LAWRENCE — Nearly every Catholic church in the world displays paintings, windows, plaques or statues that depict the Stations of the Cross. But how exactly this pervasive (and surprisingly modern) devotion came to be is the subject of a new book.
“The Stations of the Cross in Colonial Mexico: The Via crucis en mexicano by Fray Agustin de Vetancurt and the Spread of a Devotion” (University of Oklahoma Press) investigates the history and spread of this practice, which traces the plaintive path of Jesus Christ from condemnation to crucifixion.
“You’re striving to imitate Christ while moving from station to station,” said John Schwaller, research associate in Latin American studies and history at the University of Kansas. “You’re kneeling and bowing and doing all sorts of physical things. You aren’t just sitting in a pew quietly meditating.”
People typically think of liturgies, devotions and ceremonies in the Christian church — and in particular the Catholic Church — as dating back dozens of centuries to shortly after the life of Christ. But the Stations of the Cross are less than a few hundred years old.
“It begins about the same time as the rosary,” Schwaller said.
“They’re both from what historians call the early modern period. There was a surge in what are called ‘popular devotions’ in the 15th and early 16th century. It was really a European phenomenon where people were interested in taking their spirituality to a new level. A lot of these popular devotions emerged in order to tap into this ‘new way of being a Christian.’”
The 14 Stations of the Cross, which start with Jesus’ condemnation to death and end with his being laid in the tomb, have steadily been co-opted by other denominations, including the Lutheran Church and Episcopal Church. The devotion is often exclusively practiced on Good Friday, but some celebrate it every Friday of the year.
In addition to detailing the history of the Stations of the Cross and how this got established in Mexico, Schwaller’s book explores the work of a Franciscan friar who proved crucial to the process. In the 17th century, Fray Agustin de Vetancurt penned “Via crucis en mexicano,” a devotional guide he adapted into Nahuatl (the Aztec language). Schwaller translated it into English as part of his own book.
As popular as Vetancurt’s work was in his day, only one such handwritten copy survives. But Schwaller found this was indicative of how few written documents remain that focus on the subject.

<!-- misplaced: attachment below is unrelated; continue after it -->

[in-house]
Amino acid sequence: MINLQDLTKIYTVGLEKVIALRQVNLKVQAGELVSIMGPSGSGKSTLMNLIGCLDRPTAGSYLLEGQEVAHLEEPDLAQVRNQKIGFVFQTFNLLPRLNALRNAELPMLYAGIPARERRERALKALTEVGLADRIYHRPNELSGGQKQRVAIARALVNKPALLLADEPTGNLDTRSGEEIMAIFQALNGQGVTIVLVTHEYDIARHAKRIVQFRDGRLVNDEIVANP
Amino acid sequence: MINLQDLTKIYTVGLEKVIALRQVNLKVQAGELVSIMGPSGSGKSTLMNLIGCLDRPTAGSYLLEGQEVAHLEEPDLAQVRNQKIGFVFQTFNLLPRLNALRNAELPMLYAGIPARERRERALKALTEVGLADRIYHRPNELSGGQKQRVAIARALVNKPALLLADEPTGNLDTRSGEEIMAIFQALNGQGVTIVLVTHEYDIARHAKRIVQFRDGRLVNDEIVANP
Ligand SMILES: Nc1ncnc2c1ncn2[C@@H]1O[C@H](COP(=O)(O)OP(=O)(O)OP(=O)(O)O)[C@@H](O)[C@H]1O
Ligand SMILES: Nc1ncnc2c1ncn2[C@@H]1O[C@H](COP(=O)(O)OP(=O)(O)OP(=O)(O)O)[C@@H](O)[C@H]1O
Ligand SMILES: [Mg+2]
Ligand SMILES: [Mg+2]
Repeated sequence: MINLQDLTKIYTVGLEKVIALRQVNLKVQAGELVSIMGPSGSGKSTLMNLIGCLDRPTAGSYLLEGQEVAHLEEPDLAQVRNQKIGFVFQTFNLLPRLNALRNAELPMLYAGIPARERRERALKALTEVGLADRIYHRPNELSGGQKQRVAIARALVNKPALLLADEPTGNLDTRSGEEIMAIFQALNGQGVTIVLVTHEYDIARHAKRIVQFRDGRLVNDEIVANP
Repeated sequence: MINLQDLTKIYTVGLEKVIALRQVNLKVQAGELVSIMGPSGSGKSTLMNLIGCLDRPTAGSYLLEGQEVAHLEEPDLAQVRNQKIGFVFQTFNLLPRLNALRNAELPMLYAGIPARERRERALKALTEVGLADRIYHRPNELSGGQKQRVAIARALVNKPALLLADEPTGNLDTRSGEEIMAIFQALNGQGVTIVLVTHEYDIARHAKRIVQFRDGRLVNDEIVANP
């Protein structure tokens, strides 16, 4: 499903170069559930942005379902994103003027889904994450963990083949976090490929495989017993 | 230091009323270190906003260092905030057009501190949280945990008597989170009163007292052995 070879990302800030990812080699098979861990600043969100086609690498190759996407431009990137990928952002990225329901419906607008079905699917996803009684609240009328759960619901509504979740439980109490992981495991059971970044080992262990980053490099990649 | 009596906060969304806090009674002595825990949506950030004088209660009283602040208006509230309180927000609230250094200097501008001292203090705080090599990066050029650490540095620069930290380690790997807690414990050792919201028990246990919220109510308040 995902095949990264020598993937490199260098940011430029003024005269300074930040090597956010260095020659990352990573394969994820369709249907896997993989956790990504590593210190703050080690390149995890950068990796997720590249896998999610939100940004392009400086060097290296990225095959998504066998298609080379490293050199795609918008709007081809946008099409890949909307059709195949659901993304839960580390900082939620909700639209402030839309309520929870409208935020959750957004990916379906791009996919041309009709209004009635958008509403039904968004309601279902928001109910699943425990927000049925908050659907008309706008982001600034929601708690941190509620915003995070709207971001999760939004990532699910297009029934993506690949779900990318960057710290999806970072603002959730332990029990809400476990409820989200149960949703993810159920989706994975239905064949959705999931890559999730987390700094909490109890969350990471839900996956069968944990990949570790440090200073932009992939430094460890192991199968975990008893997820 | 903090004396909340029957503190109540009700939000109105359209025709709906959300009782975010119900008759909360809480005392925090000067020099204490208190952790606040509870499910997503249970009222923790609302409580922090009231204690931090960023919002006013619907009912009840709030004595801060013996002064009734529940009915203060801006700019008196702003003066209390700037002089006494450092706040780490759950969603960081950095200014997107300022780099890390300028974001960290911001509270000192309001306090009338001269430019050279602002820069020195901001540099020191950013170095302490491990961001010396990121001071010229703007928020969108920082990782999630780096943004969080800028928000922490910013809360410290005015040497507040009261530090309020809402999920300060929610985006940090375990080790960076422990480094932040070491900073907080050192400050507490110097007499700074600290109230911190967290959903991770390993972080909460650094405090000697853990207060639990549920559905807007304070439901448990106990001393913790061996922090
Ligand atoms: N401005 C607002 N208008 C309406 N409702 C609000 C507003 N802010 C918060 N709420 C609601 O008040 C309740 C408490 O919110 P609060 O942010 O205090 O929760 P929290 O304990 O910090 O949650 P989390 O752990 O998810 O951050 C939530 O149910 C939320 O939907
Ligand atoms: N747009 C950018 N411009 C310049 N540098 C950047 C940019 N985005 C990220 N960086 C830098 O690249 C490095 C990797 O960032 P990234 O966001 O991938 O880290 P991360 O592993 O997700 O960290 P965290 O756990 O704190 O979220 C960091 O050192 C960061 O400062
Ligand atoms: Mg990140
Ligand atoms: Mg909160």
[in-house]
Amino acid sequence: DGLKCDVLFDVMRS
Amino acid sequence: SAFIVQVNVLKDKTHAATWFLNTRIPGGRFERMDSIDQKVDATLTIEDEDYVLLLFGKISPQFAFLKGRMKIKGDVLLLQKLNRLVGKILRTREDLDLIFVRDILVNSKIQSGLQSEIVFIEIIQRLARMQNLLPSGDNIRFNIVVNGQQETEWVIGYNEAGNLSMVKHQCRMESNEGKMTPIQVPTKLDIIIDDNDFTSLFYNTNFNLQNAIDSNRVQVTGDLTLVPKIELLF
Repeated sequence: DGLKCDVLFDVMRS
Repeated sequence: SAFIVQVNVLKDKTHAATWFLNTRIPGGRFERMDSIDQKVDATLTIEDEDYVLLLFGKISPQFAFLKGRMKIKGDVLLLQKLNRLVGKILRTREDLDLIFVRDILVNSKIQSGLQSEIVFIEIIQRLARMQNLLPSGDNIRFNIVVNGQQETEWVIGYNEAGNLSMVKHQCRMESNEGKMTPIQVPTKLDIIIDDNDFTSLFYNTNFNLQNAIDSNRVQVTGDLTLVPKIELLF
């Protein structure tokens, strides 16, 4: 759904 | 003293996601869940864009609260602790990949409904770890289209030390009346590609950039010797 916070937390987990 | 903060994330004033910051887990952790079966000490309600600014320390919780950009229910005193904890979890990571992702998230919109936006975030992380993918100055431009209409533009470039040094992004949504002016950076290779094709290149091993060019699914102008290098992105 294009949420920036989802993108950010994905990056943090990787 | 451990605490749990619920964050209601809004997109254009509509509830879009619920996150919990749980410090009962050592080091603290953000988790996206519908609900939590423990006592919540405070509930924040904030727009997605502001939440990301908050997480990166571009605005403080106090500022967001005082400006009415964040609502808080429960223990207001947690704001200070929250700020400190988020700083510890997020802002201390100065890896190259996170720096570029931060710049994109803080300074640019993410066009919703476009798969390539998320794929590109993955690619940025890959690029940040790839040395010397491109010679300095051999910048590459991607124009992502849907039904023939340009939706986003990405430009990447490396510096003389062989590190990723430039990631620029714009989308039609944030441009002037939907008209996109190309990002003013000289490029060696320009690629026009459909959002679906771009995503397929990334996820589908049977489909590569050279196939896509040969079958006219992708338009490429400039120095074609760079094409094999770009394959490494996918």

“Only five serious books attempt to write the history of the Stations of the Cross. I was absolutely astounded that for a devotion so ubiquitous, nobody had really studied where it came from. Most of these studies were from the beginning of the 20th century. When things are that old, you’re always a little skeptical about their accuracy,” he said.
Schwaller became drawn to the Stations of the Cross when first traveling to Mexico as a 5-year-old.
“We’d go down every year for Christmas vacation. I remember going into Catholic churches and seeing the Stations of the Cross displayed on walls. So it’s something that I’ve been aware of and familiar with my entire life,” said Schwaller, a native of Hays.
As a graduate student living in Mexico City, Schwaller recalled buying a vellum-covered book simply because he liked the cover art.
“I didn’t think anything about it until I was beginning work on this project years ago, and I realized the back half of that book was actually a Stations of the Cross,” he said.
Schwaller returned to Kansas to join KU’s faculty last summer after a lengthy career in academia that included serving as president of State University of New York at Potsdam. His research expertise centers on colonial Latin American history, specifically Mexico.
Ironically, even though he has dedicated his professional life to studying the Catholic Church, Schwaller is Episcopalian.
The professor hopes his book introduces readers to the “vibrant intellectual environment” in mid-colonial Mexico that encompassed both Spanish and Native peoples, and also intersected with what was going on in Europe.
“The whole popularity of Stations of the Cross was part of a cultural phenomenon in the European world of the Baroque, characterized by excessive piety, over-the-top decoration and bigger-than-life celebrations,” he said.
“The Stations of the Cross fit right into that culturally because not only are you praying a litany, you’re moving and looking at images. Those images can be statues, paintings or etchings, so the Stations in the Cross are always accompanied by a proliferation of artistic creation.”
Top photo: Jesus is given his cross (at station No. 2) in a Stations of the Cross at Our Lady of Guadalupe Queen of the Clergy Church, Venustiano Carranza, Mexico. Wikimedia Commons Photo.